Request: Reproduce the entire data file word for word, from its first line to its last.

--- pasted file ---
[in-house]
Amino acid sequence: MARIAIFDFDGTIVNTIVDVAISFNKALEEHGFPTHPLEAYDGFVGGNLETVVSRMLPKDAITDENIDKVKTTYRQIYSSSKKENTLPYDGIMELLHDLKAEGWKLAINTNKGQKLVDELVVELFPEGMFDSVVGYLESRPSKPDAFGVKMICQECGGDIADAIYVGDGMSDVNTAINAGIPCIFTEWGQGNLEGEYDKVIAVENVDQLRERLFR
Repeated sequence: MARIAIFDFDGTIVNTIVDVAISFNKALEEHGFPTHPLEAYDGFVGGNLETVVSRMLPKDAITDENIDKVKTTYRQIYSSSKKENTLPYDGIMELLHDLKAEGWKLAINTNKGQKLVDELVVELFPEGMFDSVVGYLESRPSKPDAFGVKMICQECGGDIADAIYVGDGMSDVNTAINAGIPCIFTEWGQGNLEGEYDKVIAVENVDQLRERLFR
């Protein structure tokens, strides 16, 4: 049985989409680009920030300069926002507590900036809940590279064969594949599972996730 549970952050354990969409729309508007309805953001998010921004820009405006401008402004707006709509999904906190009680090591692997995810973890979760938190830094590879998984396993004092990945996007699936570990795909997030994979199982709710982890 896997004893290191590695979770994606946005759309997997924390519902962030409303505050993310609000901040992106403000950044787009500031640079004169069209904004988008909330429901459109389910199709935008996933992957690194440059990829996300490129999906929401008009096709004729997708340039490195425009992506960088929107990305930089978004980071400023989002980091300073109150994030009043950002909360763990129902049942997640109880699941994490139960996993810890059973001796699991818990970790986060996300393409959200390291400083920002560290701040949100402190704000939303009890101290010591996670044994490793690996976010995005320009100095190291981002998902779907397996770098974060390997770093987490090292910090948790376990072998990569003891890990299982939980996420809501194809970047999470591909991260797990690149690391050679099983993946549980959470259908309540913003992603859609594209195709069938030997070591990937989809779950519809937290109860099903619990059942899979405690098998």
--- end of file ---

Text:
[in-house]
Amino acid sequence: MARIAIFDFDGTIVNTIVDVAISFNKALEEHGFPTHPLEAYDGFVGGNLETVVSRMLPKDAITDENIDKVKTTYRQIYSSSKKENTLPYDGIMELLHDLKAEGWKLAINTNKGQKLVDELVVELFPEGMFDSVVGYLESRPSKPDAFGVKMICQECGGDIADAIYVGDGMSDVNTAINAGIPCIFTEWGQGNLEGEYDKVIAVENVDQLRERLFR
Repeated sequence: MARIAIFDFDGTIVNTIVDVAISFNKALEEHGFPTHPLEAYDGFVGGNLETVVSRMLPKDAITDENIDKVKTTYRQIYSSSKKENTLPYDGIMELLHDLKAEGWKLAINTNKGQKLVDELVVELFPEGMFDSVVGYLESRPSKPDAFGVKMICQECGGDIADAIYVGDGMSDVNTAINAGIPCIFTEWGQGNLEGEYDKVIAVENVDQLRERLFR
């Protein structure tokens, strides 16, 4: 049985989409680009920030300069926002507590900036809940590279064969594949599972996730 549970952050354990969409729309508007309805953001998010921004820009405006401008402004707006709509999904906190009680090591692997995810973890979760938190830094590879998984396993004092990945996007699936570990795909997030994979199982709710982890 896997004893290191590695979770994606946005759309997997924390519902962030409303505050993310609000901040992106403000950044787009500031640079004169069209904004988008909330429901459109389910199709935008996933992957690194440059990829996300490129999906929401008009096709004729997708340039490195425009992506960088929107990305930089978004980071400023989002980091300073109150994030009043950002909360763990129902049942997640109880699941994490139960996993810890059973001796699991818990970790986060996300393409959200390291400083920002560290701040949100402190704000939303009890101290010591996670044994490793690996976010995005320009100095190291981002998902779907397996770098974060390997770093987490090292910090948790376990072998990569003891890990299982939980996420809501194809970047999470591909991260797990690149690391050679099983993946549980959470259908309540913003992603859609594209195709069938030997070591990937989809779950519809937290109860099903619990059942899979405690098998």